While awaiting the spring reboot, thinking of working in the rich goodness of the soil, my mind wanders to my past. My mother had gardens throughout my childhood, even when we lived in upstate New York, there were community garden plots. Some of my favorite memories are of playing with my siblings in the little creek, its banks edged with cattails, our quiet oasis in the middle of concrete, noise, and exhaust. The heat of the sun reflecting off the greenery, the smell of green beans hanging proudly on their vines, the ever-present scent of tomato leaves, and the comforting presence of Mom kneeling amongst her plants.
We were allowed, encouraged even, to pick and eat anything and at any time; the explosion of sun-heated tomato juice, the snap and crunch of the freshest bean, rubbing the prickles off cucumber skins–these visceral memories float back to today’s consciousness, harvested and stored by childhood’s unconsciousness. Moments of the past amplify the experiences of the present and give the future an alluring shimmer as a promised New Year.
Even as the light of the growing season seems a distant and dull glow in the cavernous gloaming of winter, it is enough to illumine the path of hope. When the weight of this time of hibernation presses too acutely on tender emotions, I admire the seeds tucked in the refrigerator as a reminder of potentiality. There will, once again, be beets, cucumbers, melons, squash, tomatoes, the buzzing of fuzzy bees, and every kind of awakening as the Earth spins and tilts toward the nurturing warmth of our sun. Each winter’s day, bundled-up against the cold, overlooking my small yard with its empty raised garden bed, I dream of the expansive growth that will reach above my head and beyond the groundhog proof fencing during the summer. But first, the stirrings of my New Year.
Waiting is all that is required. As flower bulbs use the winter’s cold to reset their growth cycle, I strive to be mindful that this, too, can be my time to embrace the stillness in preparation for a new season: Regroup, recover, and recharge. This sleepy, sloggy, slothy time of year in Maine, the time in between winter and spring, creates a slower pace without a sense of urgency. Clearing the weeds from my psyche is not as restful as tending plants, but with the removal of that clutter, I rediscover a mindful kindness and gentleness aimed to soothe and heal my belabored inner landscape. Winter is not death, merely a lull as nature applies a gentle braking, a slowing not stopping. I practice this pause until my New Year.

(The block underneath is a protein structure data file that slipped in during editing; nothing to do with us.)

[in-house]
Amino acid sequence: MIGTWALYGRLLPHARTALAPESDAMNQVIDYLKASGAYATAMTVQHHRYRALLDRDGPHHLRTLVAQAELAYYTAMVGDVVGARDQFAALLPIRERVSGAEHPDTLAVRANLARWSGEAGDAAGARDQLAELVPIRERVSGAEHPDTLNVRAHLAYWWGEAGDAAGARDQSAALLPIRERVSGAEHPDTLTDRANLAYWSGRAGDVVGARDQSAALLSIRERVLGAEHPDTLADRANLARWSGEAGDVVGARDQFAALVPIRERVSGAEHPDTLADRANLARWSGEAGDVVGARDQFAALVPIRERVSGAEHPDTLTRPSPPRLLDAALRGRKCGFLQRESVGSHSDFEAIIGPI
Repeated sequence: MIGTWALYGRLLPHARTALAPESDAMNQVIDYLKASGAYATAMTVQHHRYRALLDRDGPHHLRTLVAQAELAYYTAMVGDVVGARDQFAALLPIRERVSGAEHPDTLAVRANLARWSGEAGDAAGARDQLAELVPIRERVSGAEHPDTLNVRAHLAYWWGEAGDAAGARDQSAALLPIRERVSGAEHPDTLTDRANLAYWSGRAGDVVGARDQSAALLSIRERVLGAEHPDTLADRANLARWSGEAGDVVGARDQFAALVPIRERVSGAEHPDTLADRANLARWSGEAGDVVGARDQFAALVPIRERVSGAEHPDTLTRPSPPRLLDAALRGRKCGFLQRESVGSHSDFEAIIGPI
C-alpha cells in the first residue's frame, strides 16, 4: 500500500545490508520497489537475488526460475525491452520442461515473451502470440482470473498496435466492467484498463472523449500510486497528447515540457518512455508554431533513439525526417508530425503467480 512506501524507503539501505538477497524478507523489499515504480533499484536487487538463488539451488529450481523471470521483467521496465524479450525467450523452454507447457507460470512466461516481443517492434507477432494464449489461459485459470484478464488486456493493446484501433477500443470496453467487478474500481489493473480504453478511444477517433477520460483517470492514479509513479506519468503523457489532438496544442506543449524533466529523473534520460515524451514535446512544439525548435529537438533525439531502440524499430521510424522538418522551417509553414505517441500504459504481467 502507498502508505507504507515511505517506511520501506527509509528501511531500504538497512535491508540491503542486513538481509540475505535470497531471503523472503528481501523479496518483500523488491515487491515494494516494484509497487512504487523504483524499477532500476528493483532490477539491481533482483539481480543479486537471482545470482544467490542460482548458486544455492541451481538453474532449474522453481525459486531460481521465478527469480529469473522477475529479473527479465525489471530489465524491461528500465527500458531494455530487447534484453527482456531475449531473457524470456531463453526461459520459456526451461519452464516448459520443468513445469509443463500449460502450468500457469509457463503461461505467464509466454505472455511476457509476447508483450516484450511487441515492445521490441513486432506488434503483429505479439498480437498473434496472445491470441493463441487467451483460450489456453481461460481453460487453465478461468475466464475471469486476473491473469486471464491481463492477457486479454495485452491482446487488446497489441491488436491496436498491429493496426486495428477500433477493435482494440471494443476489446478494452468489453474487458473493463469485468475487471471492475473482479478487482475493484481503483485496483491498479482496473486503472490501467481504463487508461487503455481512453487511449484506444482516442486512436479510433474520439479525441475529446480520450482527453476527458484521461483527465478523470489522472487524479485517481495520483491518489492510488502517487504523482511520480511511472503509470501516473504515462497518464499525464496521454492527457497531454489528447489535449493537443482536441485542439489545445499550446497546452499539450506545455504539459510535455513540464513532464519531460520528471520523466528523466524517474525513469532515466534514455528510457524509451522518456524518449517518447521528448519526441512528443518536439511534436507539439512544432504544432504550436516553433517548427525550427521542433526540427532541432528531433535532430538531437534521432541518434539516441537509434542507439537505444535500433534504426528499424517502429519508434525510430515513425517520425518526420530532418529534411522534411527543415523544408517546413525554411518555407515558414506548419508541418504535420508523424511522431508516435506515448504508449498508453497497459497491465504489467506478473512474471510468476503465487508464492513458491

As winter performs its passion play to a captive audience, I am concerned with internal matters and anticipate the coming warm weather. Soon, the ground will be released from its frozen rigidity and the spring air will be perfumed with fertile assurances of abundant life. Crocus and Grape Hyacinth will push toward the light, broadcasting their colors in celebration of existence. The groundhog will poke her sleepy face from her burrow to nibble on the tender greens of future promises.
And I, with a relieved sigh, will hear the cacophonous migration of returning Canadian Geese, heralding in my New Year.
photo credit: Aniket Bhattacharya, Unsplash